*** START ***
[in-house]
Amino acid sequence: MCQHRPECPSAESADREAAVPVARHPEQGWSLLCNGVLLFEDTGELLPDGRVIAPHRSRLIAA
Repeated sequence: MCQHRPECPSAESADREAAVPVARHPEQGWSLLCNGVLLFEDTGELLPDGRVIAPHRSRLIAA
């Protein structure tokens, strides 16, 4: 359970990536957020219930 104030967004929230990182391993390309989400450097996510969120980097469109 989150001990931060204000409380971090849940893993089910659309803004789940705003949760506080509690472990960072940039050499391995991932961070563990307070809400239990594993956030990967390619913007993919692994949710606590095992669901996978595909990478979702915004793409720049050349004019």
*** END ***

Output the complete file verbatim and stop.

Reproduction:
[in-house]
Amino acid sequence: MCQHRPECPSAESADREAAVPVARHPEQGWSLLCNGVLLFEDTGELLPDGRVIAPHRSRLIAA
Repeated sequence: MCQHRPECPSAESADREAAVPVARHPEQGWSLLCNGVLLFEDTGELLPDGRVIAPHRSRLIAA
């Protein structure tokens, strides 16, 4: 359970990536957020219930 104030967004929230990182391993390309989400450097996510969120980097469109 989150001990931060204000409380971090849940893993089910659309803004789940705003949760506080509690472990960072940039050499391995991932961070563990307070809400239990594993956030990967390619913007993919692994949710606590095992669901996978595909990478979702915004793409720049050349004019």